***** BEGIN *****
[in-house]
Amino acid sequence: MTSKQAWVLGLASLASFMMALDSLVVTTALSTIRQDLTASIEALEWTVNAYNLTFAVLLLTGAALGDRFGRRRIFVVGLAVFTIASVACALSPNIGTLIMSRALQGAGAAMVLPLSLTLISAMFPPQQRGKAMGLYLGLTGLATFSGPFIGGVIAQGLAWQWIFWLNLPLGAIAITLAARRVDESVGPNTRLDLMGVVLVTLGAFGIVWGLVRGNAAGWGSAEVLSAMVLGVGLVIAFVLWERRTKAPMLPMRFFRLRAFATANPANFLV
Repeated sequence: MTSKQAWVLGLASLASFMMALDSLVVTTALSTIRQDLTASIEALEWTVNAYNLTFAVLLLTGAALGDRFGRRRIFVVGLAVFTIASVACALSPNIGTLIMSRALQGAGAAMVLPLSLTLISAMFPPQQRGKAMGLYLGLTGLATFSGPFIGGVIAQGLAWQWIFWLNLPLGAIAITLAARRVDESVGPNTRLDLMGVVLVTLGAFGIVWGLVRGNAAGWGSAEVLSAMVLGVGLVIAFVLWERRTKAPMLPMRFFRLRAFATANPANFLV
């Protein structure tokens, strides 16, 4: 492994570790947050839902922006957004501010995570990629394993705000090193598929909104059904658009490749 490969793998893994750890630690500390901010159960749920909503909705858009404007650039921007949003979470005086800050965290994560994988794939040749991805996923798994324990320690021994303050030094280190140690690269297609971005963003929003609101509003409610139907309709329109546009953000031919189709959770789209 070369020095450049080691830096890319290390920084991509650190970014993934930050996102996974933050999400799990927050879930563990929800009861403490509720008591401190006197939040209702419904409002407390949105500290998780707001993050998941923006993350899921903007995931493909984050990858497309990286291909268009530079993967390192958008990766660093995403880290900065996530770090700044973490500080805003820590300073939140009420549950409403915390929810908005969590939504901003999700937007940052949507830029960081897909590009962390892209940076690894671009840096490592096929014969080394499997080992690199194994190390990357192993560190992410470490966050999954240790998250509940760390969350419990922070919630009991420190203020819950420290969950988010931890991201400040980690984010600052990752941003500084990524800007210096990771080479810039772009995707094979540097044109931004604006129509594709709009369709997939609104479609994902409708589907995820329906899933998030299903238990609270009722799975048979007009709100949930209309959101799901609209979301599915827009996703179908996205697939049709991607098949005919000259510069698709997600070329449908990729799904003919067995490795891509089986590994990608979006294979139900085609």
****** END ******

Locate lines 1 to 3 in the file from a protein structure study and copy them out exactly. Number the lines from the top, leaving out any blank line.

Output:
[in-house]
Amino acid sequence: MTSKQAWVLGLASLASFMMALDSLVVTTALSTIRQDLTASIEALEWTVNAYNLTFAVLLLTGAALGDRFGRRRIFVVGLAVFTIASVACALSPNIGTLIMSRALQGAGAAMVLPLSLTLISAMFPPQQRGKAMGLYLGLTGLATFSGPFIGGVIAQGLAWQWIFWLNLPLGAIAITLAARRVDESVGPNTRLDLMGVVLVTLGAFGIVWGLVRGNAAGWGSAEVLSAMVLGVGLVIAFVLWERRTKAPMLPMRFFRLRAFATANPANFLV
Repeated sequence: MTSKQAWVLGLASLASFMMALDSLVVTTALSTIRQDLTASIEALEWTVNAYNLTFAVLLLTGAALGDRFGRRRIFVVGLAVFTIASVACALSPNIGTLIMSRALQGAGAAMVLPLSLTLISAMFPPQQRGKAMGLYLGLTGLATFSGPFIGGVIAQGLAWQWIFWLNLPLGAIAITLAARRVDESVGPNTRLDLMGVVLVTLGAFGIVWGLVRGNAAGWGSAEVLSAMVLGVGLVIAFVLWERRTKAPMLPMRFFRLRAFATANPANFLV